National Institute of Diabetes and Digestive and Kidney Diseases (NIDDK)
Intramural Research (Z01)
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U.S. National Inst Diabetes/Digst/Kidney
United States
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Wally, Jeremy; Halbrooks, Peter J; Vonrhein, Clemens et al. (2006) The crystal structure of iron-free human serum transferrin provides insight into inter-lobe communication and receptor binding. J Biol Chem 281:24934-44
Buchanan, Susan K (2005) Bacterial metal detectors. Mol Microbiol 58:1205-9
Grizot, Sylvestre; Buchanan, Susan K (2004) Structure of the OmpA-like domain of RmpM from Neisseria meningitidis. Mol Microbiol 51:1027-37
Schalk, Isabelle J; Yue, Wyatt W; Buchanan, Susan K (2004) Recognition of iron-free siderophores by TonB-dependent iron transporters. Mol Microbiol 54:14-22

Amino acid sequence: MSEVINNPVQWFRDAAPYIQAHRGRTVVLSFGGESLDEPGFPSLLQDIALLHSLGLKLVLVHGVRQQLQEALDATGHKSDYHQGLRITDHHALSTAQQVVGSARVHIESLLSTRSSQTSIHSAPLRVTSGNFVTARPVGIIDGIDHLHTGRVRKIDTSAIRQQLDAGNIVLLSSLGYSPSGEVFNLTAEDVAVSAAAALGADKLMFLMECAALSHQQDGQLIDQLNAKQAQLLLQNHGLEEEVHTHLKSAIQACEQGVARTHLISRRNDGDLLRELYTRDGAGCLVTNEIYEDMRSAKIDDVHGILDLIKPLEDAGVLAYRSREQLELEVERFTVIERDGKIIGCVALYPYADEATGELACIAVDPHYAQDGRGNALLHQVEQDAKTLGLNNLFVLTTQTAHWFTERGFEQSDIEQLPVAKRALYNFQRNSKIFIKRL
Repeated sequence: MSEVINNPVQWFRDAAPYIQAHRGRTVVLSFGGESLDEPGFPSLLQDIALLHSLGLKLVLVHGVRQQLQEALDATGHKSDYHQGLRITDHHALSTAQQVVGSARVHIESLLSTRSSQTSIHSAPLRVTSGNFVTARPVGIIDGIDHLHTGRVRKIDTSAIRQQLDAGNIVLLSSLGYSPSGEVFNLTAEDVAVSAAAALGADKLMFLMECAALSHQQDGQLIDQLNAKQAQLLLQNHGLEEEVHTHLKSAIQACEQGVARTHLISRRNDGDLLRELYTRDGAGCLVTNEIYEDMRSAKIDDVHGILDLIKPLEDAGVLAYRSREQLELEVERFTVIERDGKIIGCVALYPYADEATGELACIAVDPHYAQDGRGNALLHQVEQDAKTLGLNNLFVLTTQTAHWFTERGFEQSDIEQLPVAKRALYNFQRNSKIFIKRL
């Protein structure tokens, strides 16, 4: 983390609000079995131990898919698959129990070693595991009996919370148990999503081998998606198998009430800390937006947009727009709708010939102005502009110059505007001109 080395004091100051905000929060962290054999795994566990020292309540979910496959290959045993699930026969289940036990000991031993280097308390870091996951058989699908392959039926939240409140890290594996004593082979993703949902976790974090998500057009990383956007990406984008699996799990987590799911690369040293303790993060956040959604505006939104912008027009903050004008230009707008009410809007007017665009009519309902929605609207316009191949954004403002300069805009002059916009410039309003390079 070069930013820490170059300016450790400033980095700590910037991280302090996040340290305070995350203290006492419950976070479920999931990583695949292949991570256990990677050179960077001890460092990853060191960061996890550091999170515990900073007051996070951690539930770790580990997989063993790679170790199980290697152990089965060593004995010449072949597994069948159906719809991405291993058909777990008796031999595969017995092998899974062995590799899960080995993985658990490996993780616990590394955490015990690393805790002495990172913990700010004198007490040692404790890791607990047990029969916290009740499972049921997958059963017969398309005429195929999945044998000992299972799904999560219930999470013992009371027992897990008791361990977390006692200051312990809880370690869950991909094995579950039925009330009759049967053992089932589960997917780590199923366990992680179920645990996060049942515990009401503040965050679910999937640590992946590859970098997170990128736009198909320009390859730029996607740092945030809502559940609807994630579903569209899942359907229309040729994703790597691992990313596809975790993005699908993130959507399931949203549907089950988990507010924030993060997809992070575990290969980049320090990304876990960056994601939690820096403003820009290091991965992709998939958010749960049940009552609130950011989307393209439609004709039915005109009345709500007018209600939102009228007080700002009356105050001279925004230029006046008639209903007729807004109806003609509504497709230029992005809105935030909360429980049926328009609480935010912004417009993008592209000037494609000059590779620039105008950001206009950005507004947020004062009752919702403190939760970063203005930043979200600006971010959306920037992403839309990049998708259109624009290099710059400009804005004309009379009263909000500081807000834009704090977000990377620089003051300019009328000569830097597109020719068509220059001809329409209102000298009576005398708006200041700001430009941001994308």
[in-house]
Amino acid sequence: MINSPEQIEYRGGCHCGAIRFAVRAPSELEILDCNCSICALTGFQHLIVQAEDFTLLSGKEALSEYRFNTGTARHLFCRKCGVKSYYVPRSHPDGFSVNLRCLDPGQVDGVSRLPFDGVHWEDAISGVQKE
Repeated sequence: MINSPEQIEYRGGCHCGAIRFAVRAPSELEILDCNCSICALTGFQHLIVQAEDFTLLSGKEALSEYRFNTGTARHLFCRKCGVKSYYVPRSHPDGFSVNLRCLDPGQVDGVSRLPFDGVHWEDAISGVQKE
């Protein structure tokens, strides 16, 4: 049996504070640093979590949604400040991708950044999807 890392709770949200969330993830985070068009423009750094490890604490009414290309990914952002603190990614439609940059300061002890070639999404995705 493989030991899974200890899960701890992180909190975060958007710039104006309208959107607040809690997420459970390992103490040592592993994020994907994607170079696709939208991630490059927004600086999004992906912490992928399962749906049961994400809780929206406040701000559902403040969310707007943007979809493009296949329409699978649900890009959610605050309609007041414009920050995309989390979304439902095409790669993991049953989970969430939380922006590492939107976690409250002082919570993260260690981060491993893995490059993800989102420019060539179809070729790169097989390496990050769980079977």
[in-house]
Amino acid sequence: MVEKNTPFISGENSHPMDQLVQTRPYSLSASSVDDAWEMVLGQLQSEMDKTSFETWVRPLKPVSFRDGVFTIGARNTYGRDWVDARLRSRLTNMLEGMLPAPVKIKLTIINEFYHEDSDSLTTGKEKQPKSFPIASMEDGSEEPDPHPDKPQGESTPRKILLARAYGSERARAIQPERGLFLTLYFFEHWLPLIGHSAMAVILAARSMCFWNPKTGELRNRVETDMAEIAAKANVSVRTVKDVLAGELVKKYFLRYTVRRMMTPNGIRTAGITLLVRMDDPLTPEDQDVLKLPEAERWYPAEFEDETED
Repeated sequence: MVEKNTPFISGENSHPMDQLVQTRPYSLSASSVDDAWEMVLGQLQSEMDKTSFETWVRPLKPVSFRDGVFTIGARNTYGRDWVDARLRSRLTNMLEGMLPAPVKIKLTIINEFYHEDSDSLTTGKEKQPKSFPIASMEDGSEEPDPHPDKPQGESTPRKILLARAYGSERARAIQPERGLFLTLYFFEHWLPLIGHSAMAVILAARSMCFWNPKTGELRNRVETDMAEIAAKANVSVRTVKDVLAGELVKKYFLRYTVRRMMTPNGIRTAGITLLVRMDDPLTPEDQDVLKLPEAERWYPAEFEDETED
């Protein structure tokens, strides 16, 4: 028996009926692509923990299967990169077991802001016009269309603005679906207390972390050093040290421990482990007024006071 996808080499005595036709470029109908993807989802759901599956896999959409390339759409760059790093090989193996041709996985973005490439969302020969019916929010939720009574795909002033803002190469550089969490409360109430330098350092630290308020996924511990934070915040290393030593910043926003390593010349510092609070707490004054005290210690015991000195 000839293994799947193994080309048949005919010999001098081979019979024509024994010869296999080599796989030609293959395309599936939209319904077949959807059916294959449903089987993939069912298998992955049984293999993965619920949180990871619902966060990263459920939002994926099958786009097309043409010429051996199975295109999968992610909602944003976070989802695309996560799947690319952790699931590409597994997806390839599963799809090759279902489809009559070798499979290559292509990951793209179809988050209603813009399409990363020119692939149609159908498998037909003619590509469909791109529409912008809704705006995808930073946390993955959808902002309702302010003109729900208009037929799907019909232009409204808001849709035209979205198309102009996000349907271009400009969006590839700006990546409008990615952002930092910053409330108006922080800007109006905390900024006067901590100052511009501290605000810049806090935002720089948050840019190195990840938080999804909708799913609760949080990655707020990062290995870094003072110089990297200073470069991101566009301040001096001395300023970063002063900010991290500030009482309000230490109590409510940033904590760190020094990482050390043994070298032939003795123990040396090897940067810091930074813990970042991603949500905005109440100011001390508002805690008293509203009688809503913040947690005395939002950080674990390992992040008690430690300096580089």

Oke, M; Sarra, R; Ghirlando, R et al. (2004) The plug domain of a neisserial TonB-dependent transporter retains structural integrity in the absence of its transmembrane beta-barrel. FEBS Lett 564:294-300
Yue, Wyatt W; Grizot, Sylvestre; Buchanan, Susan K (2003) Structural evidence for iron-free citrate and ferric citrate binding to the TonB-dependent outer membrane transporter FecA. J Mol Biol 332:353-68